Once the dream is conceived, discerned, and named, next comes the challenge of working out the dream into more concrete ways. In the second section, Booram discusses the questions and challenges one will face when shaping one’s dream. What happens when one feels like their original dream is changing? What if opportunities present themselves but one isn’t quite ready to take such a big step? How does one handle disappointment when everything seems to fall through?
Finally, what should we expect after the building is bought, the employees are hired or the move is made? Just as we would expect parents’ life to change dramatically after the birth of their first child, so we can also expect for our life to be significantly different after our God-given dream has been realized. Booram gives some great suggestions on how to create boundaries as we figure out our new normal.
Ultimately, everyone’s process will be messy. There will be doubts, misunderstandings, roadblocks, and probably changes that are made along the way. For some, the dream will go dormant, and for some it will later be resurrected. Certainly great joy and deep sorrow will be mixed in along the way. It’s shortsighted to think that God is mostly concerned about the dream itself becoming reality. He’s also very much invested in the work that He is doing inside of us through the process. On this Booram writes:
“Sometimes the rugged, uphill grade of the path toward realizing a dream exposes the content of our hearts and can purify our desires. Through it, we are reminded of God’s greater concern for who we are becoming rather than what we are doing for him. He seems to take the long way around the block because he has so much more on his mind than just putting us where he wants us, so he can do great things through us, or more honestly, we can do great things for him. He cares about the kind of people we are because only when we are real people do we have something of offer the world” (60).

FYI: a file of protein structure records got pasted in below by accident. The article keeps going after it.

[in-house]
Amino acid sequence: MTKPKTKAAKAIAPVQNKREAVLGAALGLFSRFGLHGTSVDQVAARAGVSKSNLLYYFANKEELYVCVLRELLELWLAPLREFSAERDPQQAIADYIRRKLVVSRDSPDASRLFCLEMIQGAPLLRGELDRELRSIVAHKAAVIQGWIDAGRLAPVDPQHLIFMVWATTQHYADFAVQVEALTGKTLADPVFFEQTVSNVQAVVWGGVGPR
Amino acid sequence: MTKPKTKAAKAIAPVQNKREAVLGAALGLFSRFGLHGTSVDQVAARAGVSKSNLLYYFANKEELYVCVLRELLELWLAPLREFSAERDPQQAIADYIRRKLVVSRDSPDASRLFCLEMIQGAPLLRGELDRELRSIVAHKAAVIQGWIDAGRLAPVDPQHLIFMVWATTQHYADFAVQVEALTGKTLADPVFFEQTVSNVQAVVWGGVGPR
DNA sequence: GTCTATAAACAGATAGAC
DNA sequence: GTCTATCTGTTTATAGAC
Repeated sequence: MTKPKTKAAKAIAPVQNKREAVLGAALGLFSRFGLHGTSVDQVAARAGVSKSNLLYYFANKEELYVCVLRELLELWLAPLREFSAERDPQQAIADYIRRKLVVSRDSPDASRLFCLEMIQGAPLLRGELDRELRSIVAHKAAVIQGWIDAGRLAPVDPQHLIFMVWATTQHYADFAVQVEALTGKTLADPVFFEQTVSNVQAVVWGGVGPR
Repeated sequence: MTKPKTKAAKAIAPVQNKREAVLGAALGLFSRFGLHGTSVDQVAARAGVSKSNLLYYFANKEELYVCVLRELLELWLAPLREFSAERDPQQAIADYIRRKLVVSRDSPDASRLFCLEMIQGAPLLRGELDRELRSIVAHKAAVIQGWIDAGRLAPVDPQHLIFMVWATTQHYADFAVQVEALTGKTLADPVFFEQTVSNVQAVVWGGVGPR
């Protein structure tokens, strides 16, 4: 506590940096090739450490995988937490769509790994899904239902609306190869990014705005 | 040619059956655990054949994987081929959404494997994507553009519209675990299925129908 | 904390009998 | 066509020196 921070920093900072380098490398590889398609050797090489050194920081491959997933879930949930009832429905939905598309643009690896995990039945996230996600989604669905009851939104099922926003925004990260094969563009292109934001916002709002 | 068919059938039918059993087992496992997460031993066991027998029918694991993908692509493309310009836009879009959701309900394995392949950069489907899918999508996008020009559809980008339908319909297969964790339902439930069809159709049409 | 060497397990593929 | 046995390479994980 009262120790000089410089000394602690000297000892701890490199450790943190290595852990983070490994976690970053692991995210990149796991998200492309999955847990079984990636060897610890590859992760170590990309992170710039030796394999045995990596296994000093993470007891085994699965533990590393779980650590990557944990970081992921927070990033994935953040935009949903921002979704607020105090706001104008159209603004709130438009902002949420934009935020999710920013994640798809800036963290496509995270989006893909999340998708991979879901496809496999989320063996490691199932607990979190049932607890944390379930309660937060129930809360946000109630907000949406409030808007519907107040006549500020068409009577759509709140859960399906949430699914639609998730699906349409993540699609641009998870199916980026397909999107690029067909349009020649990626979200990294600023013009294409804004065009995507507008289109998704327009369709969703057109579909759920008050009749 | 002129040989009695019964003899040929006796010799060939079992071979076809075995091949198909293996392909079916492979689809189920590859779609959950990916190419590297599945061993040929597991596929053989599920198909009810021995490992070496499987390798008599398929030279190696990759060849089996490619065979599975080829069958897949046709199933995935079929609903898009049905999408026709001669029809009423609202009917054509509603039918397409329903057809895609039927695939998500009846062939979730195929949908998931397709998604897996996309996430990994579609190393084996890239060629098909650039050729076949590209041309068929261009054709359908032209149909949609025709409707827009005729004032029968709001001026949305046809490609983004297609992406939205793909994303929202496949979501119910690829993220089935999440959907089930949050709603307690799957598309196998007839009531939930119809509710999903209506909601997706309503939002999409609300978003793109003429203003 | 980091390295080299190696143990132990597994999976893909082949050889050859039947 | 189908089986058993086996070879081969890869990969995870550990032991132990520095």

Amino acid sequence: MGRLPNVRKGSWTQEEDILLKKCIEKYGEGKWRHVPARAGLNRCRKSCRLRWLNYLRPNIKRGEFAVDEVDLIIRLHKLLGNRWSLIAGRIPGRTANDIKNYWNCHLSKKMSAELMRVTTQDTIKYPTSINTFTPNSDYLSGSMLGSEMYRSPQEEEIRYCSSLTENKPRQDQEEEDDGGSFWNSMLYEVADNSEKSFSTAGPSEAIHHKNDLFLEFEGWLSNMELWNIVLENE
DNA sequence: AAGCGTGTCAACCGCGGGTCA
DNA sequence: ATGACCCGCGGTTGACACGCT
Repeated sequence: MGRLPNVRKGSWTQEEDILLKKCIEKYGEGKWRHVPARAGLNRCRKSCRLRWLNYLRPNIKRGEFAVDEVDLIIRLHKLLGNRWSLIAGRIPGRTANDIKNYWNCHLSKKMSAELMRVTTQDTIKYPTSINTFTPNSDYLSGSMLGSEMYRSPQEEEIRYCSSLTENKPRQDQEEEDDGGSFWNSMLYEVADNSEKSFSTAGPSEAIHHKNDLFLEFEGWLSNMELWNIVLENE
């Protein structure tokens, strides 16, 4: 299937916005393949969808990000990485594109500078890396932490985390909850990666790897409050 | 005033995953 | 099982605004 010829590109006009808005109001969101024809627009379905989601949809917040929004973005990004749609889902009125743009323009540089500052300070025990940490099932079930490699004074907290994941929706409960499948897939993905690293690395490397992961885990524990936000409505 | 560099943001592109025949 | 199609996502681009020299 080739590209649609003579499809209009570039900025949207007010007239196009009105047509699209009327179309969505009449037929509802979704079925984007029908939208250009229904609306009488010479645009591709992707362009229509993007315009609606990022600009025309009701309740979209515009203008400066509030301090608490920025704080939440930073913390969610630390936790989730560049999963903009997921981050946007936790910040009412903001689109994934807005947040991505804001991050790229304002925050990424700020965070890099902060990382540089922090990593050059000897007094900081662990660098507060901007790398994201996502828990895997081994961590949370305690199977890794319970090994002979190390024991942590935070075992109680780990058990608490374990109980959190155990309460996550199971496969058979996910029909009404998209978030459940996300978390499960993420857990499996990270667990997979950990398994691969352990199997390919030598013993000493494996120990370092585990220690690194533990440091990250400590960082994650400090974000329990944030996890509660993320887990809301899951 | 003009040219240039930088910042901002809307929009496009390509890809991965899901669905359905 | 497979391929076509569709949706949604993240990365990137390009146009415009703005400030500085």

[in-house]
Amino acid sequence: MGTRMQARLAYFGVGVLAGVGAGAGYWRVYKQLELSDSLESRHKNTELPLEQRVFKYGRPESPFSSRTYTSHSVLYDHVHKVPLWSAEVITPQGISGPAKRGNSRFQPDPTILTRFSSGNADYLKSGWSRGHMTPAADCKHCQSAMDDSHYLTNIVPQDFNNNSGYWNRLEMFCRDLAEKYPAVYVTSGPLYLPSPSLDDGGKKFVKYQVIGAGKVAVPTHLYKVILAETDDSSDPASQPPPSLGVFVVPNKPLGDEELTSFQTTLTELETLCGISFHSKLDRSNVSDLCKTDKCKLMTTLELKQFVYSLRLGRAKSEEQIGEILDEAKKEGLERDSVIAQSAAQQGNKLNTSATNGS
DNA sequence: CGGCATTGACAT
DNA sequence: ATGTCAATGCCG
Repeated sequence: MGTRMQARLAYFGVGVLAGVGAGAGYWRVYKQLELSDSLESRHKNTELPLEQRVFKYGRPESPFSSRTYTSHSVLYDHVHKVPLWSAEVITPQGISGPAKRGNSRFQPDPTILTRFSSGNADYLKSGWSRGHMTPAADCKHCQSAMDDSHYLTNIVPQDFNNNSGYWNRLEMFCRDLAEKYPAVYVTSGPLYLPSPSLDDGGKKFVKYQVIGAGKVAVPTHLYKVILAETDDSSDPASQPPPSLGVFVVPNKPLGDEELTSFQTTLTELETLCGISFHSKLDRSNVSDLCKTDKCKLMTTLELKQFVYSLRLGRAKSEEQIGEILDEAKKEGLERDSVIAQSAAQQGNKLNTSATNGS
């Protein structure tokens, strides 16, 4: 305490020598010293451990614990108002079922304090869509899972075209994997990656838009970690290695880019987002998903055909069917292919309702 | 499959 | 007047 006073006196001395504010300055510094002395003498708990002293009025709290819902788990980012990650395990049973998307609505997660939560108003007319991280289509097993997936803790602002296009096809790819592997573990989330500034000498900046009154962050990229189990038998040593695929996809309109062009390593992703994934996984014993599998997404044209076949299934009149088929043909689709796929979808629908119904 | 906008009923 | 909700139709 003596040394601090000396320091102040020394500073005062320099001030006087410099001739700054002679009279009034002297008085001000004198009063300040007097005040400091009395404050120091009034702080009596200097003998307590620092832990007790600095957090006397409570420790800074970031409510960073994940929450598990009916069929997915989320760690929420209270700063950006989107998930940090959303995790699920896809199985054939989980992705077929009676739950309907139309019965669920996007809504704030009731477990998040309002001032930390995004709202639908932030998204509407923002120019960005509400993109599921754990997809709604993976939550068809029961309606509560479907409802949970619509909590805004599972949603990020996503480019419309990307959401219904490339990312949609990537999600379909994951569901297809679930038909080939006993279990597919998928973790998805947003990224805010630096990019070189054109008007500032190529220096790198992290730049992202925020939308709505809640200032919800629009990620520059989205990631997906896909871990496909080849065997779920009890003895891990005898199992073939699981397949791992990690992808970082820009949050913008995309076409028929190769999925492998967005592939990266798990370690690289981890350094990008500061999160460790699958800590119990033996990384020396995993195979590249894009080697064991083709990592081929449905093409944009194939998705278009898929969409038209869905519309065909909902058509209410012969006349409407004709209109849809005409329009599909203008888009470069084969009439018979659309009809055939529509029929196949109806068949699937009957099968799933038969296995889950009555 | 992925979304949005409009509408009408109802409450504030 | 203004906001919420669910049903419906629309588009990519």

So, if you have a dream in your mind or a unrelenting prayer in your heart, you’re invited to pick up this book, grab a cup of tea and a slice of homemade bread, and allow Booram’s insightful thoughts and questions direct you towards the heart of God.
C. Christopher Smith is the founding editor of The Englewood Review of Books. He is also author of a number of books, including most recently How the Body of Christ Talks: Recovering the Practice of Conversation in the Church (Brazos Press, 2019). Connect with him online at: C-Christopher-Smith.com
Reading for the Common Good
From ERB Editor Christopher Smith
"This book will inspire, motivate and challenge anyone who cares a whit about the written word, the world of ideas, the shape of our communities and the life of the church."
-Karen Swallow Prior
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I so appreciate Tiffany’s great review; it’s thoroughness and her enthusiasm. I loved the opening illustration of bread rising as a way to describe how a dream works itself into us. Thanks, Chris and Tiffany.
My pleasure, Beth! It’s a great book. I read it at a very good time :).
Oh, glad to hear. Please let me know if I can be helpful to you….when I started to read the review, I totally thought you must have a dream to start a bread baking enterprise. 🙂